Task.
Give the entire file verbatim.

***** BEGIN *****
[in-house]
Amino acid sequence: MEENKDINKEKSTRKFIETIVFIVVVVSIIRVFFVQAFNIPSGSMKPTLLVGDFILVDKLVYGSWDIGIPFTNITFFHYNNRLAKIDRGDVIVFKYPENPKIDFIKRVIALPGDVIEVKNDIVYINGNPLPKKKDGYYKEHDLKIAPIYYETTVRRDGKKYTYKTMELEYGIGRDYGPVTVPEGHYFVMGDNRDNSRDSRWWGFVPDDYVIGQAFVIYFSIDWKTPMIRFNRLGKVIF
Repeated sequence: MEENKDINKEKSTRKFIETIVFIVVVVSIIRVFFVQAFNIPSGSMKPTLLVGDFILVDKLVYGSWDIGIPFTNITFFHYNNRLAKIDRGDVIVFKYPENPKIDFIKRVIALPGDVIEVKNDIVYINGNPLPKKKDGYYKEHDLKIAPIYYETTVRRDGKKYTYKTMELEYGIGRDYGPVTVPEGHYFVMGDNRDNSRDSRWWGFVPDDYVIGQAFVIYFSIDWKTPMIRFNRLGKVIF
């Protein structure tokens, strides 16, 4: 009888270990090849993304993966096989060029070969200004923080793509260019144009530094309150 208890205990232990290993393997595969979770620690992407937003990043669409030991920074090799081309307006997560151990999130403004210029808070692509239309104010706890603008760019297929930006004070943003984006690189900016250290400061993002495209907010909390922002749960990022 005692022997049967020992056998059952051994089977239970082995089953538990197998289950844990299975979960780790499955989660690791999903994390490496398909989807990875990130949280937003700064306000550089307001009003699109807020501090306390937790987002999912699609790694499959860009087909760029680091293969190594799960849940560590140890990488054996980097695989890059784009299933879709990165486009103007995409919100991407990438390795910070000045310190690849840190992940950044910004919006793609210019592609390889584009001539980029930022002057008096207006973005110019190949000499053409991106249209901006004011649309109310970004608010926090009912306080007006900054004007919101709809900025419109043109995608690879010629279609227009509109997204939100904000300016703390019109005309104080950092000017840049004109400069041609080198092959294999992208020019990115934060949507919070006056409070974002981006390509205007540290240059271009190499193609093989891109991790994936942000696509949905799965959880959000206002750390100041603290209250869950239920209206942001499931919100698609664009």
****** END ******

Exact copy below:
[in-house]
Amino acid sequence: MEENKDINKEKSTRKFIETIVFIVVVVSIIRVFFVQAFNIPSGSMKPTLLVGDFILVDKLVYGSWDIGIPFTNITFFHYNNRLAKIDRGDVIVFKYPENPKIDFIKRVIALPGDVIEVKNDIVYINGNPLPKKKDGYYKEHDLKIAPIYYETTVRRDGKKYTYKTMELEYGIGRDYGPVTVPEGHYFVMGDNRDNSRDSRWWGFVPDDYVIGQAFVIYFSIDWKTPMIRFNRLGKVIF
Repeated sequence: MEENKDINKEKSTRKFIETIVFIVVVVSIIRVFFVQAFNIPSGSMKPTLLVGDFILVDKLVYGSWDIGIPFTNITFFHYNNRLAKIDRGDVIVFKYPENPKIDFIKRVIALPGDVIEVKNDIVYINGNPLPKKKDGYYKEHDLKIAPIYYETTVRRDGKKYTYKTMELEYGIGRDYGPVTVPEGHYFVMGDNRDNSRDSRWWGFVPDDYVIGQAFVIYFSIDWKTPMIRFNRLGKVIF
């Protein structure tokens, strides 16, 4: 009888270990090849993304993966096989060029070969200004923080793509260019144009530094309150 208890205990232990290993393997595969979770620690992407937003990043669409030991920074090799081309307006997560151990999130403004210029808070692509239309104010706890603008760019297929930006004070943003984006690189900016250290400061993002495209907010909390922002749960990022 005692022997049967020992056998059952051994089977239970082995089953538990197998289950844990299975979960780790499955989660690791999903994390490496398909989807990875990130949280937003700064306000550089307001009003699109807020501090306390937790987002999912699609790694499959860009087909760029680091293969190594799960849940560590140890990488054996980097695989890059784009299933879709990165486009103007995409919100991407990438390795910070000045310190690849840190992940950044910004919006793609210019592609390889584009001539980029930022002057008096207006973005110019190949000499053409991106249209901006004011649309109310970004608010926090009912306080007006900054004007919101709809900025419109043109995608690879010629279609227009509109997204939100904000300016703390019109005309104080950092000017840049004109400069041609080198092959294999992208020019990115934060949507919070006056409070974002981006390509205007540290240059271009190499193609093989891109991790994936942000696509949905799965959880959000206002750390100041603290209250869950239920209206942001499931919100698609664009």